All of these contribute to inequality and instability and they are all far less expensive to prevent than to react to, in an attempt to manage consequences.
No nation is isolated from the impact of poor environmental conditions. To successfully advance policies, practices and financial investment in global development as well as address environmental challenges, justifications must be framed holistically based on how they can improve the security, prosperity and well-being of citizens and nations globally; policy options and sound solutions should be backed by economic analysis and data to demonstrate the savings and/or the new sources of revenue (Haines 2017; Markandya et al. 2018).
In the view of the public health authors of the joint commission on planetary health of the Rockefeller Foundation and The Lancet, “solutions [to the environmental crisis] lie within reach and should be based on the redefinition of prosperity to focus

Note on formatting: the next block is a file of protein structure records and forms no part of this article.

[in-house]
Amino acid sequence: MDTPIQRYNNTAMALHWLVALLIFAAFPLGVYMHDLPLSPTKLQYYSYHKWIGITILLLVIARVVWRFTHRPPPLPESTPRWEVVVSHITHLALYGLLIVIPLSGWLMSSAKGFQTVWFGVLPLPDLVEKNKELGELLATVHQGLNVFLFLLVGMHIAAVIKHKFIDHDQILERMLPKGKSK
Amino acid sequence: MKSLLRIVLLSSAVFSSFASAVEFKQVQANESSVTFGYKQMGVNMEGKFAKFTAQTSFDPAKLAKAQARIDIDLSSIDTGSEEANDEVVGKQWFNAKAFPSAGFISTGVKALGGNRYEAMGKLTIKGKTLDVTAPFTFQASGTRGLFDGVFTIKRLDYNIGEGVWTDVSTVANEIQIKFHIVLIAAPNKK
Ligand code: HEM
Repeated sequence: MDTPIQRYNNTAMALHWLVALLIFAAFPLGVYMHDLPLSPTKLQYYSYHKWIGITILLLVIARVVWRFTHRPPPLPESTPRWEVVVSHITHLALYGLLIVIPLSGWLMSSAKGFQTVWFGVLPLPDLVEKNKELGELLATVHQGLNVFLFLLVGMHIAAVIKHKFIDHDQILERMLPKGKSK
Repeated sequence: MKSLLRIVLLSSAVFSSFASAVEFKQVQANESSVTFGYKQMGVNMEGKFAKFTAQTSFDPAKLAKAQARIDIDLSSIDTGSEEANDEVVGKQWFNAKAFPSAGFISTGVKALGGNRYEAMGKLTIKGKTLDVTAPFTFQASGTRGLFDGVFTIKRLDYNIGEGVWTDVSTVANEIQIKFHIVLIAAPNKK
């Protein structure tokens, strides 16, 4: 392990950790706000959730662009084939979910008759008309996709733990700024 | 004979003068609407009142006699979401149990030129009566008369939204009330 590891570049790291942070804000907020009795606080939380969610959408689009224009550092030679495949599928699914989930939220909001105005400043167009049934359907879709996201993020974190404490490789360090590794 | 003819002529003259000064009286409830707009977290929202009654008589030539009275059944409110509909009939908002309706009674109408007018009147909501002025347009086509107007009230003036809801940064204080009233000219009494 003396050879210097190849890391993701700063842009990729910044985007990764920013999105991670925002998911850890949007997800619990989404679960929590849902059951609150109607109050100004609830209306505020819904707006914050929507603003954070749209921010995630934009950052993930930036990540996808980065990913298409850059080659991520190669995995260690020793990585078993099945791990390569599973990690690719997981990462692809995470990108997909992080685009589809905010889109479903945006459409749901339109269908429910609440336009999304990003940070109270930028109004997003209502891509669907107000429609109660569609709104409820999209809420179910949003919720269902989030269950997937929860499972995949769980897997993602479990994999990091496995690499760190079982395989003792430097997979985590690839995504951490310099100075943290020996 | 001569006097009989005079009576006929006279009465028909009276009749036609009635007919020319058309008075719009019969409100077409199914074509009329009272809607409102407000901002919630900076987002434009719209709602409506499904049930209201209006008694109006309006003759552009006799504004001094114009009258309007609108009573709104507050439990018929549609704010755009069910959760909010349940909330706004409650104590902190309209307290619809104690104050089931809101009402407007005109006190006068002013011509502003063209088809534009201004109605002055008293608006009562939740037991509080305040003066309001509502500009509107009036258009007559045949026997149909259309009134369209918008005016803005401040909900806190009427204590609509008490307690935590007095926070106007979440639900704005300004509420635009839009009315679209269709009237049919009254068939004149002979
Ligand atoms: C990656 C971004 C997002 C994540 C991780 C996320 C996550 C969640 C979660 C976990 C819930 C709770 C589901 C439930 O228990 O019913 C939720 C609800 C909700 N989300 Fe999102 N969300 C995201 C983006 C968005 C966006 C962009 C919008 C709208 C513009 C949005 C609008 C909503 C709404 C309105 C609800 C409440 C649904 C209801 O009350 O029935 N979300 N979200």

on the enhancement of quality of life and delivery of improved health for all, together with respect for the integrity of natural systems” (Whitmee et al. 2015).
The changes needed to ensure a Healthy Planet, Healthy People are on such a scale and are so complex and extensive that it would be presumptuous to claim that they could be foreseen in full. Nevertheless, investing in the global environment, development and human health through multilateral agreements and actions, and building the wide coalitions that are necessary for transformative change, are certainly elements of an effective path to holistically addressing these transboundary challenges. The theme of Healthy Planet, Healthy People embodies this integrated approach to the contemporary environment and to addressing the socioeconomic and health challenges faced by current and future generations wanting a sustainable planet for themselves, their children and for all life on Earth.